How to be a Visionary Leader
What makes a great leader? Is it the way a person takes charge of projects? Or is it the way a person leads teams? Many find the integral qualities that make a great leader are more than the sum of these. Today's great leader has several traits — organizational skills, excellent people management and confidence. Putting them all together with consistency and integrity is what counts.
Authentic leaders are likely more personable, willing to share personal experiences, and create a more open environment for the team. However, this type of leader may not be right for every situation. The leader that is chosen for a particular mission must meet the demand of the situation. Being an authentic leader can help, but it's also not the end-all, be-all trait.
Here are the 6 types of leaders as identified by author Daniel Goleman in his landmark study "Leadership That Gets Results." Replies from more than 3,000 middle-level and upper-level executives gave Goleman a closer look at leadership styles.
Democratic leader: One of the key traits here is building team consensus through participation. Democratic leaders ask "What do you think" and then carry your approval right along. It's a more patient way of building decisions, but with time and the right team can be a very good way to lead.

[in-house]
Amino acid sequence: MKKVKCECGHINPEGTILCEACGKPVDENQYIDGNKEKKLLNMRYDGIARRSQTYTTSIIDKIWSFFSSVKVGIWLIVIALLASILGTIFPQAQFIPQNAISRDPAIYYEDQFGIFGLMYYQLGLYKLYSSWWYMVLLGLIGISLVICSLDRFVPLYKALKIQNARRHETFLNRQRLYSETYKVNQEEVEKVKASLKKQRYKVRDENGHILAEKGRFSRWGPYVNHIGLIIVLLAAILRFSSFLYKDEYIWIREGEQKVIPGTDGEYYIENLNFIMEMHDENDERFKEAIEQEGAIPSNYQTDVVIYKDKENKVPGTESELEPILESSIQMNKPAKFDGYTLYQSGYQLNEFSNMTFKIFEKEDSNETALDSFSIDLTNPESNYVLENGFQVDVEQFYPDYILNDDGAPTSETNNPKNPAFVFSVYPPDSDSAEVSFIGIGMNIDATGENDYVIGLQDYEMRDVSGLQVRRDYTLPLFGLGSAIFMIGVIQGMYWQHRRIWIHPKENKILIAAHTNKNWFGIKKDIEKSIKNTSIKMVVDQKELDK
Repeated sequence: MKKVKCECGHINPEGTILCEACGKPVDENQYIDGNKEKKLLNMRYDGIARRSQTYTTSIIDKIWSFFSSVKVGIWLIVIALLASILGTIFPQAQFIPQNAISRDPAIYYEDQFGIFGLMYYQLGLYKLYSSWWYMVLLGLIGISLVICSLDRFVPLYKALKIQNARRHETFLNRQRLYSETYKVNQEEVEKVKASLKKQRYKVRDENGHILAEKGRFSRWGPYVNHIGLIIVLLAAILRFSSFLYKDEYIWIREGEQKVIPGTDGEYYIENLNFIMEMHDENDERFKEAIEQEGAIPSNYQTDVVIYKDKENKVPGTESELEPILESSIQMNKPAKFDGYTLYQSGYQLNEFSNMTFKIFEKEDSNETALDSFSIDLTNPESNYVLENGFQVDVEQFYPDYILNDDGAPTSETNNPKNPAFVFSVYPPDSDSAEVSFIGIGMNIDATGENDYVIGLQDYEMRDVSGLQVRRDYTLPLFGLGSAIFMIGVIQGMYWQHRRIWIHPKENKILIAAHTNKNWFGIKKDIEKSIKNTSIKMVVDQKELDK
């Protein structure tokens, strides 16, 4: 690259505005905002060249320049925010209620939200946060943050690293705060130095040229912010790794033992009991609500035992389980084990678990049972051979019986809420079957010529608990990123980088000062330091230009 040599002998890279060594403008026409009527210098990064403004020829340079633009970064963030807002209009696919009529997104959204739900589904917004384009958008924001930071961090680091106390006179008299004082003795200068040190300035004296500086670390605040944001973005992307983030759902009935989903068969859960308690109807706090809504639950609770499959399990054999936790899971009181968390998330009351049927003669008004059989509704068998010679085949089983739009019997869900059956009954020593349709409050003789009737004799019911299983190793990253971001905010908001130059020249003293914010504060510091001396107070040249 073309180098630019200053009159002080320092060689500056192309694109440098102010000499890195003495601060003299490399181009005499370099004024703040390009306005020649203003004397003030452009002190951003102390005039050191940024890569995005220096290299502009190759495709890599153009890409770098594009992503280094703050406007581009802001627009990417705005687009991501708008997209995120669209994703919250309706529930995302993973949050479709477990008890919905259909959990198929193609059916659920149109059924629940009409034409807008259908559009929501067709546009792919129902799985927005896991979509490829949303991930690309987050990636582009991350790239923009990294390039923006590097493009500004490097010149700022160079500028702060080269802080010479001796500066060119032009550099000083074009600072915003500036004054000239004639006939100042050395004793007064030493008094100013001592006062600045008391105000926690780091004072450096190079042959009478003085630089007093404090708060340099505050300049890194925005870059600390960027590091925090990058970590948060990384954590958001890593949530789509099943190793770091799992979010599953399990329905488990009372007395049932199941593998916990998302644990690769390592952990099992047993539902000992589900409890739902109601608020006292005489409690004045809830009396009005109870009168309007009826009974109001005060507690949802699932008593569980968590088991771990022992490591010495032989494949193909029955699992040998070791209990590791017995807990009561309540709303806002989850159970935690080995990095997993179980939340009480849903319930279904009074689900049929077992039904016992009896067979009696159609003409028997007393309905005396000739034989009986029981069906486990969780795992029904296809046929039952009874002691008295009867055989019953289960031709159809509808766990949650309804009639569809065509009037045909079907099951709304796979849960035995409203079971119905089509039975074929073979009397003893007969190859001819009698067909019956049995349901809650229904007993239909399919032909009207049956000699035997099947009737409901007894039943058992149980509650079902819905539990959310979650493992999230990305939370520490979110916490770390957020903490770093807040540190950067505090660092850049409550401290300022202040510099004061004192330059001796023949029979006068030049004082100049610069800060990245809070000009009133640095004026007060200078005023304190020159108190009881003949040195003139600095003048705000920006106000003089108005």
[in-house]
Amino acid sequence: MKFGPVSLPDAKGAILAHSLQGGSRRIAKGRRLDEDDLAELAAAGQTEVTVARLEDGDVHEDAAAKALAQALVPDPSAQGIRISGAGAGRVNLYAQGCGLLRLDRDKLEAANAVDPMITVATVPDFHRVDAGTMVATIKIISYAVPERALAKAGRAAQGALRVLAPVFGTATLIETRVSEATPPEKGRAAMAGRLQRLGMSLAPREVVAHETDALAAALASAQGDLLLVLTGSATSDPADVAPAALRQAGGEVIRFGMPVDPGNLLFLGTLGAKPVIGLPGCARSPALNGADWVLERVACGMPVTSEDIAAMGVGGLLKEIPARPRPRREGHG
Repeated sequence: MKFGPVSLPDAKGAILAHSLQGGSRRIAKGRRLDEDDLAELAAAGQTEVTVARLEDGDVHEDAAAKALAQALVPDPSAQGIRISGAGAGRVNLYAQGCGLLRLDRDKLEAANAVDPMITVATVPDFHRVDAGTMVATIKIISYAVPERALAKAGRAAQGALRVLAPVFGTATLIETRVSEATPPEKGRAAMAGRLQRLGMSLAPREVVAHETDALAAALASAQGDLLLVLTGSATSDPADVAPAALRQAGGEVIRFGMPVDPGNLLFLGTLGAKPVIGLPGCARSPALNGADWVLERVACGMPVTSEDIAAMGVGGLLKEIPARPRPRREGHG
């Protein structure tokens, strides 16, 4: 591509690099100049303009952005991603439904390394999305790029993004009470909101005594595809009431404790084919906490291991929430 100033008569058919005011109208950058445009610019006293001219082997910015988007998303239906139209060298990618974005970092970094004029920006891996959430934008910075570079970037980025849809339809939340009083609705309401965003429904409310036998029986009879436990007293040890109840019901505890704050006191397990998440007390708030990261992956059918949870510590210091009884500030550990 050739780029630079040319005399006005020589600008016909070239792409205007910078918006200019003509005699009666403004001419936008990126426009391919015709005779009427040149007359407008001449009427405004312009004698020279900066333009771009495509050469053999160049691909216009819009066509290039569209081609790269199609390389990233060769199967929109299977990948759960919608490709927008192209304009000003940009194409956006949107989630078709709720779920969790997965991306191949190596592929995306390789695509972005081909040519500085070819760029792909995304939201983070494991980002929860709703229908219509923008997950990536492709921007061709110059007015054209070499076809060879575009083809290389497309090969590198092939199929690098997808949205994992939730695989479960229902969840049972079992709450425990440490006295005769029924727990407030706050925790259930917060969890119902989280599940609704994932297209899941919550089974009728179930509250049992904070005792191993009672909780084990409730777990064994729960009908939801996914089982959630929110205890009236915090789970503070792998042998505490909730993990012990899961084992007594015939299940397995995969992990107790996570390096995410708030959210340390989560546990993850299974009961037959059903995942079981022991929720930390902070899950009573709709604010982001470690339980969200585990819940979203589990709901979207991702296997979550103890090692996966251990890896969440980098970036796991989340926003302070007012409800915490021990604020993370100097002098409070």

Pacesetter leader: This self-directed leader expects excellence. If this leader's team is on board and motivated, quick results can happen. Caution remains if the model can be sustained by the team over time.
Coaching leader: As the term implies, this leader is building for the future. Coaching leaders want to help teammates become successful. But it can only work if the team wants to learn. Without agreement, or a strong coach, this model can falter.
Authoritative leader: Many people use the term 'boss' when describing an authoritative leader. This person moves the team single-mindedly toward a common goal. This approach is a good one when a team desperately needs a strong vision during transitional phases. Perhaps the operations set up recently changed and the solution is to move to NetSuite Retail Software. Having a type of authoritative leader who can make this quick decision will shore up flagging spirits and bring some entrepreneurial zeal to the team's mission.
Affiliative leader: An affiliative leader works to create strong emotional bonds between the company and the teams. It's all about giving back to the people on the team people in this equation. Using praise and a nurturing component can be good for a while, but over time could lead to mediocre work performances.
Coercive leader: "This is what I am telling you to do." The coercive leader uses this language, which can be effective in a crisis situation, especially if the leader is a known performer (people's feelings be damned). Misused, this style of leadership can hurt team morale or stifle inventiveness from the team.
What types of leaders have you found in your work? Leave a note in the comments.